Nokia's former CEO, Stephen Elop, who according to recent reports
is also in the running for the CEO position at Microsoft, might bring about a major change in the Redmond giant's strategy by bringing Office to more platforms, and shutting down the Bing search engine and Xbox gaming device unit, if given a chance to head the company, according to a new report.
Elop would offer Microsoft's popular Office apps such as Word, Excel and PowerPoint on other smartphone and tablet platforms, including Android and iOS, according to a report
by Bloomberg that cites three people with knowledge of Elop's 'thinking' as the sources of this information.
It's worth pointing out that Microsoft currently offers the Office apps on Android and iOS smartphones with limited functionality and only to users who subscribe to its Office 365 service. It's not available for tablets other than the ones that run Windows, as Microsoft feels that Office is a USP of Windows-powered hardware including the Surface tablets that it makes.
The report further mentions that Elop would be open to selling or shutting down major business segments to focus on select products that are profitable. It cites the same people to elaborate that the former Nokia CEO could think about shutting down Microsoft's Bing search engine, and even consider selling businesses such as the Xbox if Elop feels that they were not very crucial for the company.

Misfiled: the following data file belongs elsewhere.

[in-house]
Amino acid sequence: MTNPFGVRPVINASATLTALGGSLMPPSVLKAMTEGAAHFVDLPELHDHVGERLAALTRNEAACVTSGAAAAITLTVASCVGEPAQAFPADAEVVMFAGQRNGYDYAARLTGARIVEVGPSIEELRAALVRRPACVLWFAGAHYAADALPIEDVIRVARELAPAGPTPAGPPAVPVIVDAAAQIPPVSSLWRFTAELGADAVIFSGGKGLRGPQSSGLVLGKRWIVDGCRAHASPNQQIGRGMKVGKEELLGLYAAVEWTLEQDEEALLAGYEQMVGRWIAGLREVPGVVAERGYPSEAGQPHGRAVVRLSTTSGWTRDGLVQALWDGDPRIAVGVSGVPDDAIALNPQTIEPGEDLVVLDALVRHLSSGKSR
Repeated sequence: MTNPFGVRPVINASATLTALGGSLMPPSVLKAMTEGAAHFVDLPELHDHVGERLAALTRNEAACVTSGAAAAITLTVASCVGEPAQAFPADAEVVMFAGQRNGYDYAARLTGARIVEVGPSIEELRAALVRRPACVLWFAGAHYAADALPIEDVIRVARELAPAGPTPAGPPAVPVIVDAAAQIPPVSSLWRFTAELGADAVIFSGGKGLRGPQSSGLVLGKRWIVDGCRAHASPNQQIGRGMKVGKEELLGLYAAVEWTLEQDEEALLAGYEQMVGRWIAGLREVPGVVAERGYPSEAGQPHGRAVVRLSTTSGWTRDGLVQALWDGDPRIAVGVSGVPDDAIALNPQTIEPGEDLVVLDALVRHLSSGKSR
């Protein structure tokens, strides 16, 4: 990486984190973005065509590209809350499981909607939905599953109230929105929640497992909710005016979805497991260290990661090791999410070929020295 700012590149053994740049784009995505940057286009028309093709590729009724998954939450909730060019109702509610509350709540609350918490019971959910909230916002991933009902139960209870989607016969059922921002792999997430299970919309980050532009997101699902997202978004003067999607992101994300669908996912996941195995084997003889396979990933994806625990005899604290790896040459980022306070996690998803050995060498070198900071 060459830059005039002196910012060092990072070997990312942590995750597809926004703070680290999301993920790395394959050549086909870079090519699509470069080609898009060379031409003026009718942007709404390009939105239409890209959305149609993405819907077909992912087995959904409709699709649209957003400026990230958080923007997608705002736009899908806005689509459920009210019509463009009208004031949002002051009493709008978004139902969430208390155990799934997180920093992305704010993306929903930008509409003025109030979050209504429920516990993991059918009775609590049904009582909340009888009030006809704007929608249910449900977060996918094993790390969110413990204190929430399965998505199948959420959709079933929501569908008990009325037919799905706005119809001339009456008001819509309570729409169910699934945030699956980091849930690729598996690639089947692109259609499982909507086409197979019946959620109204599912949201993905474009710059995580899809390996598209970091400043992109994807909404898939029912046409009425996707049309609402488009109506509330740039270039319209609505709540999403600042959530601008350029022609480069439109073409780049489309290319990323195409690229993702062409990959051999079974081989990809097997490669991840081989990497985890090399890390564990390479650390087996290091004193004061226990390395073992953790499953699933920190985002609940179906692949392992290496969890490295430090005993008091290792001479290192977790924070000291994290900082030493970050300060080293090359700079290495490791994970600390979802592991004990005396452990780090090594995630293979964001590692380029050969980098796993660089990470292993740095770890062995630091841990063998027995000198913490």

The report substantiates the views of the people with Elop's strategies at Nokia drawing parallels with his handling of Nokia's Here mapping services and even job cuts at Nokia. It says that Elop could probably impose similar job cuts to create smaller teams at Microsoft.
It's difficult to verify the credibility of a report that just relies on people's awareness of an individual's thinking. Microsoft did respond to the Bloomberg report however, giving us some food for thought.
"We appreciate Bloomberg's foray into fiction and look forward to future episodes," said Frank Shaw, a spokesman for Microsoft, taking a dig at the publication.
Elop is set to return to Microsoft, his former employer, after the closure of its 5.44 billion euros acquisition of Nokia's handset business, which prompted some Finnish media to dub him a "Trojan horse".